Mark Warburton impressed when he first arrived at Rangers. He was a clear communicator and was a man with a plan!
The Englishman stated that he wanted to bring through the club’s youngsters, he wanted to establish a ball retention style of football that would excite the Gers supporters and only wanted to bring in players that would offer more to the team and have a re-sale value.
Warburton would enjoy the majority of his debut season in charge and he was rewarded with a new deal at the end of it.
But it hasn’t worked out for him this term.
The knives were out before last night’s announcement that Warburton, his assistant David Weir and head of recruitment Frank McParland had all resigned from their duties.
The Gers fans had already become pretty disillusioned with their manager.
It was clear that he was too stubborn with his tactical ideas. Quite a few Premiership sides and found ways of getting around the Rangers possession style, they knew there was a lack of a killer instinct.
Warburton failed to grasp that at Ibrox a win was more important than the style in which the team played. Yes the fans enjoy good football but not at the cost of all three points!
It’s ironic but I believe that the rot started to set in straight after Rangers famously defeated Old Firm foes Celtic in last season’s Scottish Cup semi-final. It’s where Mark peaked as Gers boss but after that, things started to collapse around him.
After winning the Championship in early April, Rangers would then finish the season without a win in the league in their last four fixtures. The players seemed to be playing in their sandals and with beach towels under their arm.
Then they lost out to Hibs in the Scottish Cup final. That defeat highlighted that Warburton had to invest in his squad and, in particular, the defence had to be strengthened.
But in his second summer, the recruitment drive seemed to go against many of his philosophies. He obviously felt his side needed more experience but those players didn’t have re-sale value and took places away from younger talent. Many of the new signings have struggled with injuries or failed to improve on the quality that was already at the club.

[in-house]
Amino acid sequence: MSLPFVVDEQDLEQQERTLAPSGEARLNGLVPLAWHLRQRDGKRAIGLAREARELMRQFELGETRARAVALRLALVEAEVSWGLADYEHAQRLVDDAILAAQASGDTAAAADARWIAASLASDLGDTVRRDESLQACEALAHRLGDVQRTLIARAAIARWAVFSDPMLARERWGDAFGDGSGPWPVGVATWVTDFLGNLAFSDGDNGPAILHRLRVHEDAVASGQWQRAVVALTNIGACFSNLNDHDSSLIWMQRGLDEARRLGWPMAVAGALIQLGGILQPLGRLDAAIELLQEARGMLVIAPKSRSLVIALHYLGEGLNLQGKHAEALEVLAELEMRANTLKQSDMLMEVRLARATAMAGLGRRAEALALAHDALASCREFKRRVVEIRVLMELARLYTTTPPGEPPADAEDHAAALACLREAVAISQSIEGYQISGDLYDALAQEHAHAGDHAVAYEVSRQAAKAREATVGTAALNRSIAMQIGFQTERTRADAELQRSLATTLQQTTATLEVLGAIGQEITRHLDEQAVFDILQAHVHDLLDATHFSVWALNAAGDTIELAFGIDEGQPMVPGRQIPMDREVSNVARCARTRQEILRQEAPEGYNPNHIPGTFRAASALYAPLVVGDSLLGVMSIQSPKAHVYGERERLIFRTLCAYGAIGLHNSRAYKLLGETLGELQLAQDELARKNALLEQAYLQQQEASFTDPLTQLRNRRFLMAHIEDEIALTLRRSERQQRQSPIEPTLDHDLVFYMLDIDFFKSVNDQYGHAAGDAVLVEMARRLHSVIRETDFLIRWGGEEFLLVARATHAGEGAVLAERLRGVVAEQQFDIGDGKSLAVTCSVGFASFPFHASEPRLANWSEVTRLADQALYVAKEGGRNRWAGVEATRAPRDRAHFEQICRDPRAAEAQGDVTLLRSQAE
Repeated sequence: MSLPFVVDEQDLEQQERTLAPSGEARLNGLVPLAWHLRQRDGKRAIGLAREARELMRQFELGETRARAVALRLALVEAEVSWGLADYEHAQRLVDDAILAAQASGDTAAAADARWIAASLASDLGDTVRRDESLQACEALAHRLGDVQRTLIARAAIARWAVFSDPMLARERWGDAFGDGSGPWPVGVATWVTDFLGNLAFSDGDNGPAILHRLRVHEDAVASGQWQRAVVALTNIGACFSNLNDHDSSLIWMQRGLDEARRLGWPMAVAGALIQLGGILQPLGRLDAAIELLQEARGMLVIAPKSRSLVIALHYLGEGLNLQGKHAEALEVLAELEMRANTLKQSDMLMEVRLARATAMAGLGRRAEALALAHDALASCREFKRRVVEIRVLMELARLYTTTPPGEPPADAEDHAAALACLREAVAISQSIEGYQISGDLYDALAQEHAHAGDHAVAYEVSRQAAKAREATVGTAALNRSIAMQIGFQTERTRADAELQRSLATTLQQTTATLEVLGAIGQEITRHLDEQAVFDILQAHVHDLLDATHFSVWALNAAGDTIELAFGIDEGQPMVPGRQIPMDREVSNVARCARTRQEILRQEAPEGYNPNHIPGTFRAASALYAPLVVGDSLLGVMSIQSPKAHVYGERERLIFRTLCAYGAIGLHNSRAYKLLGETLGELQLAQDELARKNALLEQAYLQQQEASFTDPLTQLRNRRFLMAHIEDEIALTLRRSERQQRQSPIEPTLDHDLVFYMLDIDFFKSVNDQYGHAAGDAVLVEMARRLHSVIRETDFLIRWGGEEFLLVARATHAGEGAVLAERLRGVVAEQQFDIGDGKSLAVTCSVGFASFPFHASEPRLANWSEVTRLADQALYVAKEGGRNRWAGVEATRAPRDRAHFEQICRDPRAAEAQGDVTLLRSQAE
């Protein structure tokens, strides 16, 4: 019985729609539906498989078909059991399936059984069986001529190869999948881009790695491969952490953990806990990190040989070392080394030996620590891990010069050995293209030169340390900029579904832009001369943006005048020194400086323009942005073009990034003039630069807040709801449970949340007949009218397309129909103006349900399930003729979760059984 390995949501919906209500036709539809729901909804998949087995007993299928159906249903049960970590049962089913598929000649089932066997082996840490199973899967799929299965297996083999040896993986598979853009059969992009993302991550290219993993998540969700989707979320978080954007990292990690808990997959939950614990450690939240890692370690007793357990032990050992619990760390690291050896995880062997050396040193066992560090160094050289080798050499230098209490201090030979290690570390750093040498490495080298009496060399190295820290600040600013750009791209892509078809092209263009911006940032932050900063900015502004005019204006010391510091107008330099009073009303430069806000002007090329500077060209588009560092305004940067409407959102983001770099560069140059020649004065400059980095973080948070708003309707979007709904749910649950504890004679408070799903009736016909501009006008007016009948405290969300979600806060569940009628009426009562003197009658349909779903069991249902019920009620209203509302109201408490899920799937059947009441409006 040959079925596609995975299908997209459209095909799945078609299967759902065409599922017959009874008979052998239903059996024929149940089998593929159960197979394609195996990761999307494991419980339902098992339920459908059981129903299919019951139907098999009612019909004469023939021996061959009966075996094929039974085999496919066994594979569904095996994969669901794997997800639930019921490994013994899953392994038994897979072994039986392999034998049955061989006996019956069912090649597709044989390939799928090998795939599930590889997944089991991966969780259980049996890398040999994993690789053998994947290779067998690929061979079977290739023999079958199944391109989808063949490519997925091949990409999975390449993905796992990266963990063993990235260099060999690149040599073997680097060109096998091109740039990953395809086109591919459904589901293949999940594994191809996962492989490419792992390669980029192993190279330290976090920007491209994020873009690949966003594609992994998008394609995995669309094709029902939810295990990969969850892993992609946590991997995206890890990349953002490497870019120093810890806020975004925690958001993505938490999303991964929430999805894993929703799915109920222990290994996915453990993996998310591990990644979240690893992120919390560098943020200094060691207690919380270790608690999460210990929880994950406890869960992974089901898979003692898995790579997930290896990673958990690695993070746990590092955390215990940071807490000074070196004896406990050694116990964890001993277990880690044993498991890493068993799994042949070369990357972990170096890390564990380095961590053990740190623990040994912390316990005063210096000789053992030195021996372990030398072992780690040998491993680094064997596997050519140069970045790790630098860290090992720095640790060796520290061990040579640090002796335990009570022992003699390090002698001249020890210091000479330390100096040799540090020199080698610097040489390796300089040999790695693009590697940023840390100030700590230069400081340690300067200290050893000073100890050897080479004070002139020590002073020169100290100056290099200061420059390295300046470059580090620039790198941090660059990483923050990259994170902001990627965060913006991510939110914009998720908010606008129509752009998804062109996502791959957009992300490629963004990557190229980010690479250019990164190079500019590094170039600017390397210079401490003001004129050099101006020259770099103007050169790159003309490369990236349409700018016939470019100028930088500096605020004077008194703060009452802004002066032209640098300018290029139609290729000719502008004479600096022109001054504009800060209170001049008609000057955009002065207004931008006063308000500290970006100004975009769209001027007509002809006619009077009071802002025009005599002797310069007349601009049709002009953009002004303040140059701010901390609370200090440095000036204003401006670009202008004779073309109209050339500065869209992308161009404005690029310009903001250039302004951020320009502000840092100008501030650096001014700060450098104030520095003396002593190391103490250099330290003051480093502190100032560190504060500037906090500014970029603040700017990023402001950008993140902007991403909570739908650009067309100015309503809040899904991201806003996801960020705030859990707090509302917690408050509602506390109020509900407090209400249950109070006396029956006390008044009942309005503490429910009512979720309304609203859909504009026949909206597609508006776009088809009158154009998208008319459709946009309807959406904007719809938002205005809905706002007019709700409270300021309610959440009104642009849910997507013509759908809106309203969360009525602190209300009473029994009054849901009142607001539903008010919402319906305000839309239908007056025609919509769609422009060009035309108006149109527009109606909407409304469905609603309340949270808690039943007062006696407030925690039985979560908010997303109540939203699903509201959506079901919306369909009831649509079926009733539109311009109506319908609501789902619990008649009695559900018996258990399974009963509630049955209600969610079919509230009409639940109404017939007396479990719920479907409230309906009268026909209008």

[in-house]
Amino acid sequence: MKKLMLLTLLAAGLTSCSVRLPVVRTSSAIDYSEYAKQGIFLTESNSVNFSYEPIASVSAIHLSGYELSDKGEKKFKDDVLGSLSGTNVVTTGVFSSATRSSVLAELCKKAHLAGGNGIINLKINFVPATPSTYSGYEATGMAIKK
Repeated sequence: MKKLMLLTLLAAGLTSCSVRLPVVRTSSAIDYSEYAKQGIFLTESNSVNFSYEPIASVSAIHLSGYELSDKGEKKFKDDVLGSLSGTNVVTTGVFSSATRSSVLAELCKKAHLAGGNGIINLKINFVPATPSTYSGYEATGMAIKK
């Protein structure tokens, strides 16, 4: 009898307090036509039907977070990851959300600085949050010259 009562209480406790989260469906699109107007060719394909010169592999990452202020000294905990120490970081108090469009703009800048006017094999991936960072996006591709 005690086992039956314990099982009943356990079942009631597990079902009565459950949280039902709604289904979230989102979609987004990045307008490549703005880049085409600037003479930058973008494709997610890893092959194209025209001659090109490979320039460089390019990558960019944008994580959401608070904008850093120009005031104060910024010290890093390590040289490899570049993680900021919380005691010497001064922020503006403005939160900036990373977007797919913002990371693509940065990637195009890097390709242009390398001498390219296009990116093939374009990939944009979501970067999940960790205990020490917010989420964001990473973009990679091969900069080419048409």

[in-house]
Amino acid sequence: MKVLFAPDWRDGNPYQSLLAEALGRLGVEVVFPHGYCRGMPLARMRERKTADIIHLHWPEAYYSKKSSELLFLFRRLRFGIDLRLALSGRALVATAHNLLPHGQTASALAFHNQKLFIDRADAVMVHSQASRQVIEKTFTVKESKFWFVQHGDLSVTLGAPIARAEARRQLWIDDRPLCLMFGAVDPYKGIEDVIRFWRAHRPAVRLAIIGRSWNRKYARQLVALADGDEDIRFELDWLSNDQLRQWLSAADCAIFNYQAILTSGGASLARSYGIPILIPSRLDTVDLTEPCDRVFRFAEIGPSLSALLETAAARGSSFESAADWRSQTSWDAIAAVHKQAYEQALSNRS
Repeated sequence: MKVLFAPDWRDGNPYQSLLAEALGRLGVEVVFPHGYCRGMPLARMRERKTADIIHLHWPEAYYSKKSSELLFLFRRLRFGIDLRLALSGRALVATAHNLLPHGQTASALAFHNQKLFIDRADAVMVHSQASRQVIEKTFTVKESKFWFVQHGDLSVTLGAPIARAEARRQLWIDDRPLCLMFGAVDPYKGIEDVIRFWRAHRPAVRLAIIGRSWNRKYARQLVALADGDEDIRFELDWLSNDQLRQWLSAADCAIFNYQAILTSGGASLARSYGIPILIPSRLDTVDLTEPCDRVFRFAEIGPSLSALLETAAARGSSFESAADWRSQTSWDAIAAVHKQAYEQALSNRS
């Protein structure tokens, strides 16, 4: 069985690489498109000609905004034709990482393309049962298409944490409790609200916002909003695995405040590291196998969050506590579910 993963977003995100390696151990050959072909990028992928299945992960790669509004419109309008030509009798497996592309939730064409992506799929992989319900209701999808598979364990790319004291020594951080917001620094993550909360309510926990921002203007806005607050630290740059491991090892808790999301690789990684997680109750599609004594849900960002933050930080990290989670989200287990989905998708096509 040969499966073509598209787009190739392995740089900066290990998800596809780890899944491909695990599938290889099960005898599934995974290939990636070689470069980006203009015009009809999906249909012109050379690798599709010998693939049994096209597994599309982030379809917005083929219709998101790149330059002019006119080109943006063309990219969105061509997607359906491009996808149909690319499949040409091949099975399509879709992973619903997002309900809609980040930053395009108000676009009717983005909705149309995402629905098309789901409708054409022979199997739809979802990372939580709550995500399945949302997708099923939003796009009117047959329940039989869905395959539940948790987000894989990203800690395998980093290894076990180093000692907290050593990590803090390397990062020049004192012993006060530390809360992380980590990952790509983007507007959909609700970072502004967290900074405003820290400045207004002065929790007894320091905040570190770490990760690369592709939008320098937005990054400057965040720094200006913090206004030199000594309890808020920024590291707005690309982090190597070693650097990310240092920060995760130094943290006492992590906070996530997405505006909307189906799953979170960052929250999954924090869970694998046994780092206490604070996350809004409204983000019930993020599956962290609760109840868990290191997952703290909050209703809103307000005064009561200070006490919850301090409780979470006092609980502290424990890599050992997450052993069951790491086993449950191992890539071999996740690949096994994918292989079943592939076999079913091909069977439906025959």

You also had the Joey Barton saga.
Now Barton was seen as a bit of a coup as he was a big name player. But Joey was never the type of player that would fit into a Mark Warburton team. Barton would always want the ball to be played through him and that would often slow down breakaways.
Another thing that the whole world knows about Joey Barton is the fact that he likes a moan and an argument. At the first sight of trouble from Bartion, Warburton was found wanting and out of his depth. Instead of trying to sort the issues out, he just washed his hands of the player and that was that.
So looking back at the opening ambitions of Mark Warburton as Gers boss and you can see that he couldn’t live up to them.
The exciting football wasn’t overly exciting, especially when the team started dropping too many points in the Premiership.
The signing policy went to the wayside last summer and the new signings struggled to make a huge impact on the side, to such an extent that the board and Gers support had started to question the boss and his head of recruitment!
Then you look at him bringing through youngsters. In the current first team, who actually came through the ranks at Murray Park?
Danny Wilson, I suppose, but he’d left and came back again; so does he really count?
Liam Burt is on the fringes but is hardly a first-team regular at the moment. Many had hoped to see more of Ryan Hardie but the young forward has been loaned to Championship sides this term.
Billy Gilmour might get there one day but that’s only if the fifteen year old rejects the elite’s advances once he turns sixteen.
So really it’s only Barrie McKay that has made the transition from the youth set-up to the first team.
That just doesn’t seem right given Warburton’s opening presser when he was almost singing about giving youth it’s chance and for having a clear path into the first team for talented kids. Is Murray Park failing to bring in talent? Or did Warburton turn his back on his own beliefs?
This season was always going to be a learning curve for Warburton but he continually failed to learn from his mistakes. The team didn’t seem to possess a ‘Plan B or C’ to change the outcome of games. The defence all too often still looks weak and slow.
His last few press conferences had seen a once confident, clear manager change into a nonsensical boss who would often clutch at straws and fail to understand his audience.
I truly believe that the whole ‘resigning’ situation could’ve been handled better by Rangers Football Club and I feel the Gers board are also partly to blame for the things that have went wrong this season.
But in truth, Mark Warburton struggled to make good on his early promise and the end was always coming, it was just a matter of when it would happen.
Posted on February 11th, 2017 by scott
Filed under: Article